Wednesday, January 13, 2010

Empire Builders vs the Love of Christ

Can you imagine giving the eulogy at a funeral and starting out by saying “before I tell you about God’s grace, let me make it clear that little Johnny deserved to die because he stole candy from a store”?

My old friend Izzy is always posting some great links to stuff he finds on the web. Today, he pointed out Donald Miller's response to some ridiculous things that Pat Robertson recently said. The short version is this: With the death toll into the tens of thousands after the earthquake in Haiti, Pat Robertson managed to say that Haiti was "cursed" after an old "pact with the devil."

Sadly, a number of people might be under the impression that talking heads like Pat Robertson represent the feelings of most Christians (or even the feelings of most conservatives). Most Christians, however, think the idea is absurd that their feelings might be represented by people like Pat Robertson.

One problem with our 24/7 media-and-Internet driven society is that to stand out as a "leader" (or megapastor or author or CNN talking head), you've got to occasionally say some ridiculous things just to get in the headlines. Everything has to be extreme in one direction. Like, for instance, blaming the devastation in New Orleans following Hurricane Katrina on the debauchery that took place in that town.

From Miller's blog post:
    "These people are often, themselves, controlling. They are wired to build empires, and in order to build empires you have to get people to do what you say, and if you have God standing behind you threatening hurt and pain, you can motivate people. I’ve heard pastors pray and call other men cowards, get angry from the pulpit, yell, belittle other Christian pastors who don’t agree with them, fire people who will not submit to them, surround themselves with yes men and so on. Sadly, they never point the finger at themselves."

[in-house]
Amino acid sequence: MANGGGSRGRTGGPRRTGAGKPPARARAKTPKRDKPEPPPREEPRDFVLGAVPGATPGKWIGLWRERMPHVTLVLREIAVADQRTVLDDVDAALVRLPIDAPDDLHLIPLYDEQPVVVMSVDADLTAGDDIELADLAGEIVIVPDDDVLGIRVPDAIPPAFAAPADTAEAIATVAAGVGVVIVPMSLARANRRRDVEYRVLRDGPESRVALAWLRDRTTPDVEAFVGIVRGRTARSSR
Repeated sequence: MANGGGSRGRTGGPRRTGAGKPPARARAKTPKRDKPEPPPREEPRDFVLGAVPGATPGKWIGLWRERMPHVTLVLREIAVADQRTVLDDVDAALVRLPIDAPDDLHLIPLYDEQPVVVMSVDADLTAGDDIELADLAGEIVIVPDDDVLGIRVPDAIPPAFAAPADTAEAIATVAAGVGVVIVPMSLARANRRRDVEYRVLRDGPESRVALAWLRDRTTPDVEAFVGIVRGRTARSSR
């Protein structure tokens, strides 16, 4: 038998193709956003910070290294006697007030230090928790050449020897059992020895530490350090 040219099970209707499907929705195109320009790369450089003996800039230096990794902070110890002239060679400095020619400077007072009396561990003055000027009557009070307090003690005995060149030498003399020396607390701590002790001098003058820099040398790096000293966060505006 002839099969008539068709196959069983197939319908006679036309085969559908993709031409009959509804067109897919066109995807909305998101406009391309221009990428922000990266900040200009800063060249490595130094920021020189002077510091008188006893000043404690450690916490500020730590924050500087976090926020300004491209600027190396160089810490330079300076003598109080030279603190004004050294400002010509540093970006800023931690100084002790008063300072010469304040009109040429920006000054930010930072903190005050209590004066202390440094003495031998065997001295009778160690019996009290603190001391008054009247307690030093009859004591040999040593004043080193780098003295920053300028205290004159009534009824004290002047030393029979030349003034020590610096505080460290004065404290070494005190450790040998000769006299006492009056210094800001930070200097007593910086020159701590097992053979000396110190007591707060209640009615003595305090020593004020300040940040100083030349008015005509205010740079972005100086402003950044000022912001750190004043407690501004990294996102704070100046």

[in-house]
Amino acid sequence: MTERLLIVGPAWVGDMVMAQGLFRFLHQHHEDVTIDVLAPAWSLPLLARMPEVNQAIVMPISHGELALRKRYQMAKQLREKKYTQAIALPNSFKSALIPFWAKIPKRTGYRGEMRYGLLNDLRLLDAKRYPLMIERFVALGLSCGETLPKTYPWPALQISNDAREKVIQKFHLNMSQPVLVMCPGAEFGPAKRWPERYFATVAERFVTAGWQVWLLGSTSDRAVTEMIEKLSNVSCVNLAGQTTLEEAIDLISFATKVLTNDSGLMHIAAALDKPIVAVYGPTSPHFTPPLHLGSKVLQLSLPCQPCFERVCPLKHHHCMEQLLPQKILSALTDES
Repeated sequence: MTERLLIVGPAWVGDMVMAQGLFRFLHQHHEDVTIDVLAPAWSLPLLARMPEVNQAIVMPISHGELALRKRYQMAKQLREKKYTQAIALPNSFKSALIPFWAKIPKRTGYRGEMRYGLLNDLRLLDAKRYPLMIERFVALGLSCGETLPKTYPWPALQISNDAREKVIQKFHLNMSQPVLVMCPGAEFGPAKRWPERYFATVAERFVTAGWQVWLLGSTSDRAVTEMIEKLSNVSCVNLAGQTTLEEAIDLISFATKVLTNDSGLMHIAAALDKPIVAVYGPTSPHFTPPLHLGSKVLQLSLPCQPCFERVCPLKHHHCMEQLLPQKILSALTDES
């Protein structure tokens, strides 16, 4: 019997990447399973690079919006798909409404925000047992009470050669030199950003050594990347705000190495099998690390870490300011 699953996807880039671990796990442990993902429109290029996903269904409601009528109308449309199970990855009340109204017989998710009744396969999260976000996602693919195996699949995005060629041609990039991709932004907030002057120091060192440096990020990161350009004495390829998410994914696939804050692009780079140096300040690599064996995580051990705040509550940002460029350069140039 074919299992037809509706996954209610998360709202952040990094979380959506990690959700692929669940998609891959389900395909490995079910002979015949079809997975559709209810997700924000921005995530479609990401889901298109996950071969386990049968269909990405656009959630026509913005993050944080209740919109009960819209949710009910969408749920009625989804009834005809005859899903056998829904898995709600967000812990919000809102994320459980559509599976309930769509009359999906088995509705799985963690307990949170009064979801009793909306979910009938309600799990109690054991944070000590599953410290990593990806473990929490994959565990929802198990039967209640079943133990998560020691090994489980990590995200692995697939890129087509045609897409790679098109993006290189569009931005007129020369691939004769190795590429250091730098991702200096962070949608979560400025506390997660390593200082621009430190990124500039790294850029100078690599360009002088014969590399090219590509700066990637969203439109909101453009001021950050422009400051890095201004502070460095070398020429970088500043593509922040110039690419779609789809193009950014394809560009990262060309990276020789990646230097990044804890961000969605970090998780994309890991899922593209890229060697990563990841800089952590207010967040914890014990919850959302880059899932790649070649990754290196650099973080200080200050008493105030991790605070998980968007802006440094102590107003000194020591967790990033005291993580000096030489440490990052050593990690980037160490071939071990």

But this isn't how God's empire operates. God's empire is about compassion, service, and loving your enemy. It's about feeding the hungry, healing the sick, and inviting the stranger into your home. It's about following the example of Jesus -- who was willing to lay down his life. (And who also only seemed to raise his voice at the religious leaders of his day.)

I can only imagine that it's hard to be a famed "church leader" in this day and age. This isn't about Pat Robertson. We've got thousands of Christian leaders, from the megapastors and authors down to the guys leading small Midwestern churches. If you have the kind of charisma and drive it takes to get lots of people to follow you, it's quite possible you also have the pride and controlling personality that seems to often go along with it.

This new empire, the Kingdom of God, isn't built on the backs of millionaire authors and pastors in three-piece suits. It's a power-under kingdom, a kingdom that thrives when we love each other as Jesus loved, and serve the people that have no one to look after them.

"For I was hungry and you gave me something to eat, I was thirsty and you gave me something to drink, I was a stranger and you invited me in."